What happens if you break an NDA?

June 10, 2022

Non disclosure agreements (NDAs) are among the most common contracts signed by employees and prospective business partners. But how often are they broken, and what happens if you do break an NDA? Let’s find out.

What does ‘breaking an NDA’ mean?

An individual will have broken an NDA if they act in a way that conflicts with the obligations and terms they had agreed to and were legally bound by in the non disclosure agreement they signed. 

Since non disclosure agreements typically prohibit the sharing of classified and proprietary information, disclosing that information to an external party puts you in breach of contract. In other words, you will have violated your NDA.

But what actually happens if you do disclose protected information? What consequences can you expect from breaking a unilateral NDA?

What happens if you break an NDA? 

Well, breaching an NDA is a serious problem. It's an action that can have serious consequences, both personally, and for your company, if you signed with signatory authority.

Unfortunately, this is true whether the NDA breach was intentional or not. Here’s what a typical process looks like if you break an NDA:

1. Investigation 

Upon finding out about the breach of an NDA, the first action most companies take is to launch a formal investigation. This will involve finding concrete evidence about which information was leaked, who it was leaked to, and most importantly, who it was leaked by. 

An early stage of this investigation will also involve reviewing the signed Non Disclosure Agreement to assess whether any breach has occurred at all, based on the contract’s wording. 

The investigation is usually conducted by the HR and legal teams, as well as any relevant security teams within the company if the breach involved gaining unauthorised access to information. 

It can be a lengthy process, but it needs to be a thorough one as accusing an employee or partner or breaking an NDA or an employee confidentiality agreement is also a serious decision. 

2. Assess legal action 

What happens next will depend on the outcome of the investigation. If it could not be proven that an individual did break their NDA, then the company will drop the case. 

However, if there is enough evidence to suggest that a breach did occur and that it can be traced back to one or more individual, the company may decide to make a legal claim.  When assessing a legal claim the individual or company may consider the following things:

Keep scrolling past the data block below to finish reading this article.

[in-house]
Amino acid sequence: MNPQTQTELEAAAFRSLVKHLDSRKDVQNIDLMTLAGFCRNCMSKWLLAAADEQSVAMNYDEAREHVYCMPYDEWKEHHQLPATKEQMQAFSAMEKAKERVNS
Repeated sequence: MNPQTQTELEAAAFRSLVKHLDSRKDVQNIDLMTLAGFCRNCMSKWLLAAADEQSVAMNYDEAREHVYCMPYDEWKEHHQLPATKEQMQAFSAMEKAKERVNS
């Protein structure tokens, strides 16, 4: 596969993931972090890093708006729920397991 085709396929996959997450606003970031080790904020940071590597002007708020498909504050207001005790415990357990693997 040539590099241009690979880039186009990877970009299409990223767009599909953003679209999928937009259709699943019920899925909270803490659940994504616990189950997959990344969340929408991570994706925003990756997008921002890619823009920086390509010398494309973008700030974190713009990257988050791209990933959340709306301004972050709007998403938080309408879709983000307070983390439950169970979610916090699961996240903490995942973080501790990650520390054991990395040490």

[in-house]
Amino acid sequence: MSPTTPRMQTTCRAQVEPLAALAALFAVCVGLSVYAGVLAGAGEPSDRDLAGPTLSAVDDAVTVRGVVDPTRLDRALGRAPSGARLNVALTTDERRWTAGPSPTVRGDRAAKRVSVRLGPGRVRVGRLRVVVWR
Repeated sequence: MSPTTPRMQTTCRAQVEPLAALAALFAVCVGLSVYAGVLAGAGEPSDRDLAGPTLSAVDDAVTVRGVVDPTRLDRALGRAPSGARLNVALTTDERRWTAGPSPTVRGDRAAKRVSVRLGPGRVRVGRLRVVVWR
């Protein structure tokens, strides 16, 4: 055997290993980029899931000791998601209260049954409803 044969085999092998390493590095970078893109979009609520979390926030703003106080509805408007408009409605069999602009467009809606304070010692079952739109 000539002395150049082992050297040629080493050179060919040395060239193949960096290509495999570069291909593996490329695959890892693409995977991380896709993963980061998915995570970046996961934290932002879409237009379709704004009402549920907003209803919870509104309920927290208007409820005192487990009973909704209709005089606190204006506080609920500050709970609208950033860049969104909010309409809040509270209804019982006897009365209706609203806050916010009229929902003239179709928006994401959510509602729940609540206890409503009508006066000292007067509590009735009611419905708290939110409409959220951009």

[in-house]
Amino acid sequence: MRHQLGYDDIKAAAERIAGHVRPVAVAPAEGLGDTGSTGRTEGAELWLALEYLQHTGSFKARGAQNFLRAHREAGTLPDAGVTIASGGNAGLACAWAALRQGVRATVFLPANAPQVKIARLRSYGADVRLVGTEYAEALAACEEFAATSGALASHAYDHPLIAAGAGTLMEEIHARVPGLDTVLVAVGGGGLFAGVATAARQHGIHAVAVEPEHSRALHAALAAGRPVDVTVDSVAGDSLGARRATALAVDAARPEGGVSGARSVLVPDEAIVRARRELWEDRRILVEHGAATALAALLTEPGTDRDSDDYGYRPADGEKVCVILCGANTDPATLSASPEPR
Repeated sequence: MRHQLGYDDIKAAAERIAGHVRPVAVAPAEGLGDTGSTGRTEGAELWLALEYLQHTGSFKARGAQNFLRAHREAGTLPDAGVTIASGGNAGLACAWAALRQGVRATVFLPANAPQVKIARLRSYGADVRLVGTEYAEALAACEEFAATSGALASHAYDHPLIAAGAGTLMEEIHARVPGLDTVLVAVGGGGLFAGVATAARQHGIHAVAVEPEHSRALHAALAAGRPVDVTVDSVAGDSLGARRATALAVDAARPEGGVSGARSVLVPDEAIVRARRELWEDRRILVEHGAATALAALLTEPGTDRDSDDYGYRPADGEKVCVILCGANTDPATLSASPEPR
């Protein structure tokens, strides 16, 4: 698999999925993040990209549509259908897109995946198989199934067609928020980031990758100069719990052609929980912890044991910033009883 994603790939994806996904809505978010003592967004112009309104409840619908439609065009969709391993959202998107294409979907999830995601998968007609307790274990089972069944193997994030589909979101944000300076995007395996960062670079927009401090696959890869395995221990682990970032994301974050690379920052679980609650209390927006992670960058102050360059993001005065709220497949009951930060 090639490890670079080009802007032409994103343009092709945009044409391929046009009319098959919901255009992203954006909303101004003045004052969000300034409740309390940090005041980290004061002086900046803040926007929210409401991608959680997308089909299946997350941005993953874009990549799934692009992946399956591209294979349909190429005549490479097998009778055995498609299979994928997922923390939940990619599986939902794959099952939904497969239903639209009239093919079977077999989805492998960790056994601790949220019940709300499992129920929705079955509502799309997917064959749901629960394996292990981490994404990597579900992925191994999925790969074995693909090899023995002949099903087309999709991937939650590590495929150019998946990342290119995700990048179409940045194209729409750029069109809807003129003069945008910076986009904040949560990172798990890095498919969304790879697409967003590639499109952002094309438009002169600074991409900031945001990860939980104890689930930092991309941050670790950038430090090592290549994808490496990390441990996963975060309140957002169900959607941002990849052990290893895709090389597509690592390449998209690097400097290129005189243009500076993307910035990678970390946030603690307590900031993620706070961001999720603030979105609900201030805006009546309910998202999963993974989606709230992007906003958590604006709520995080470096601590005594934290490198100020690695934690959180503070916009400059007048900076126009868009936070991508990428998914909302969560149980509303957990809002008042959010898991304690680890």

• How serious the breach of confidentiality was (and the impact of it)
  • Whether there are any financial ramifications of the breach
  • Whether the breach was intentional or accidental  
  • Whether it is in the interest of the company to sue 

3. Check for exceptions 

Although the terms contained within an NDA or confidentiality agreement are usually strict, there are some exceptions to non disclosure requirements. What these are depends on the governing jurisdiction and the terms of your NDA.

Examples of this include where the NDA has expired, or where there was criminal wrongdoing. There are also some exceptional circumstances outlined within the Public Interest Disclosure Act that may be relevant. 

While these may support your case if you’ve been found to have breached confidentiality, you should always consult with a lawyer before making the decision to break an NDA. 

In the instance where an exception does apply, you should seek legal advice as to how to rely on this in the event that the offended company or person does pursue legal action.

4. Suing for breach of contract

If the affected party does decide to sue for the violation of an NDA, it’s likely that both parties will need to seek legal advice and enter court proceedings. From there, the courts will assess whether an NDA has been broken and decide on an appropriate remedy. 

What are the remedies for breach of an NDA?

If the affected party is successful in suing the breaching party, it’s likely that they’ll be awarded some kind of compensation for the breach. This will usually be provided in the form of damages or an injunction.

These are called remedies, and more often than not the remedy for a breach will already have been discussed within the contract. If it hasn’t the court will use their discretion to award a remedy instead. 

These remedies can be ordered in various forms, and we’ve listed the main remedies for a breach of an NDA below. 

1. Damages

Damages are the most common form of remedy for NDA breaches. Damages will most likely be awarded if the affected party has suffered some kind of financial loss as a result of the information being disclosed and they can prove that damage to be consequential. 

Alternatively, if the breaching party intended to sell the information, the court can award damages for the breach of an NDA to reflect the sum they would have received. Within the US and under the Defend Trade Secrets Act 2016, it’s possible for the breaching party to also have to pay the claimant’s legal fees, as well as any large exemplary damages. 

2. Injunctions

There will also be instances where an injunction is most appropriate. For example, if an employee doesn’t have the financial means to afford damages. An injunction will prevent the employee from ever sharing the confidential information again in the future, and there may be some additional restrictions on how they access and share information acquired from the company. 

Want to find out more about NDAs?

If you want to find out more about how you can manage NDAs more efficiently, fill in the form below. If you’re looking for a quick and easy way to generate an NDA, check out our free NDA template

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